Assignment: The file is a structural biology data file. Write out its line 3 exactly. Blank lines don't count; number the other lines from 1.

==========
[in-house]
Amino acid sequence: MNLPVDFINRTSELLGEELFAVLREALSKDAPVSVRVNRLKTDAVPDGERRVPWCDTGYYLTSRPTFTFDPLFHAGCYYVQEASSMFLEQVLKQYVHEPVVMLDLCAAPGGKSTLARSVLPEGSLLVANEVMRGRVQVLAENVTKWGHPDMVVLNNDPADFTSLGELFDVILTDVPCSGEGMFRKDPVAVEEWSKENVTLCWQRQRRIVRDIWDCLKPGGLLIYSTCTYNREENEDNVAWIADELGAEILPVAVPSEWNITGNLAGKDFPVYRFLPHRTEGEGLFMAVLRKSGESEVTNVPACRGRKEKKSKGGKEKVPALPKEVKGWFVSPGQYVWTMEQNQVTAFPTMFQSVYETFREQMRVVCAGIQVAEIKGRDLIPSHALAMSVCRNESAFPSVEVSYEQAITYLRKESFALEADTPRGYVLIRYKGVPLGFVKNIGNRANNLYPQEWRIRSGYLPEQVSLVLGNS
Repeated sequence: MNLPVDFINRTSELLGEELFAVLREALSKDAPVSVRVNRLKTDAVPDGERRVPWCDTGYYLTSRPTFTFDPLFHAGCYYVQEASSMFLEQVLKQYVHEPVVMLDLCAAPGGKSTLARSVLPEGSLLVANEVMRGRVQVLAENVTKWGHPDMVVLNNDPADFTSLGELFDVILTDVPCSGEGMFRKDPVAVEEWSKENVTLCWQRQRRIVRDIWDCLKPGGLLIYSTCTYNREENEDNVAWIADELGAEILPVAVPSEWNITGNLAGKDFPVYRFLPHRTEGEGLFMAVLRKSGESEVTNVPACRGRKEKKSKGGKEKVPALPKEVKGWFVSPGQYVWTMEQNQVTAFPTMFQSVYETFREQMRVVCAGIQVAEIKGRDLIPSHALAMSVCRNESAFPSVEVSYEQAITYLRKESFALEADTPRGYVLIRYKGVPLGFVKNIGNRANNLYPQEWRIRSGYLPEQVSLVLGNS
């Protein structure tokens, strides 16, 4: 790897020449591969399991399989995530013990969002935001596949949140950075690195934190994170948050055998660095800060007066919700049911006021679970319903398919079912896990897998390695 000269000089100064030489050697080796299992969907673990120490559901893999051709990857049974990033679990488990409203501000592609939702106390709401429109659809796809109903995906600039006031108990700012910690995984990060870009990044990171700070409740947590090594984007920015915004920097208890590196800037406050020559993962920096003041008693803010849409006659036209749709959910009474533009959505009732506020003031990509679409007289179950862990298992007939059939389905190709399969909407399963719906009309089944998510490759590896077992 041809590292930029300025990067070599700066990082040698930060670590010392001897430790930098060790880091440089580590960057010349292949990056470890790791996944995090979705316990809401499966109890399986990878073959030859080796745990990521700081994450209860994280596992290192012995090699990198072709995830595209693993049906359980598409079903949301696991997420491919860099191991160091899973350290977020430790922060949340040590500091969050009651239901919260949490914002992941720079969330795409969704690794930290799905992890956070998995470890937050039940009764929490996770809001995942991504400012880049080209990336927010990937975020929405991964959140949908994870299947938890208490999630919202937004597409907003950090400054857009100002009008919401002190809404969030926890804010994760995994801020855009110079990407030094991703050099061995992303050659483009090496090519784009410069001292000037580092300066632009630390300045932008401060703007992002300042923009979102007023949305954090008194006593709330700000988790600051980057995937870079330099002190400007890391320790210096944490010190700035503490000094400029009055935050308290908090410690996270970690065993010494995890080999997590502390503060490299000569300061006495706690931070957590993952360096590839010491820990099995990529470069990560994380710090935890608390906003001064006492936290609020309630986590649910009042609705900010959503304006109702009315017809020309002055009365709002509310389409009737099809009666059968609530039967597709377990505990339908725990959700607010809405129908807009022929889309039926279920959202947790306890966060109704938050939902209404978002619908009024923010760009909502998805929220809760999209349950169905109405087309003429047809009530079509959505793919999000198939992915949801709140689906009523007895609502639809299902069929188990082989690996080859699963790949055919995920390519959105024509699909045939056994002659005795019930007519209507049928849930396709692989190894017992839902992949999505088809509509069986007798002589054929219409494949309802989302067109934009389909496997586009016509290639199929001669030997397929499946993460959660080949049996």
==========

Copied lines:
Repeated sequence: MNLPVDFINRTSELLGEELFAVLREALSKDAPVSVRVNRLKTDAVPDGERRVPWCDTGYYLTSRPTFTFDPLFHAGCYYVQEASSMFLEQVLKQYVHEPVVMLDLCAAPGGKSTLARSVLPEGSLLVANEVMRGRVQVLAENVTKWGHPDMVVLNNDPADFTSLGELFDVILTDVPCSGEGMFRKDPVAVEEWSKENVTLCWQRQRRIVRDIWDCLKPGGLLIYSTCTYNREENEDNVAWIADELGAEILPVAVPSEWNITGNLAGKDFPVYRFLPHRTEGEGLFMAVLRKSGESEVTNVPACRGRKEKKSKGGKEKVPALPKEVKGWFVSPGQYVWTMEQNQVTAFPTMFQSVYETFREQMRVVCAGIQVAEIKGRDLIPSHALAMSVCRNESAFPSVEVSYEQAITYLRKESFALEADTPRGYVLIRYKGVPLGFVKNIGNRANNLYPQEWRIRSGYLPEQVSLVLGNS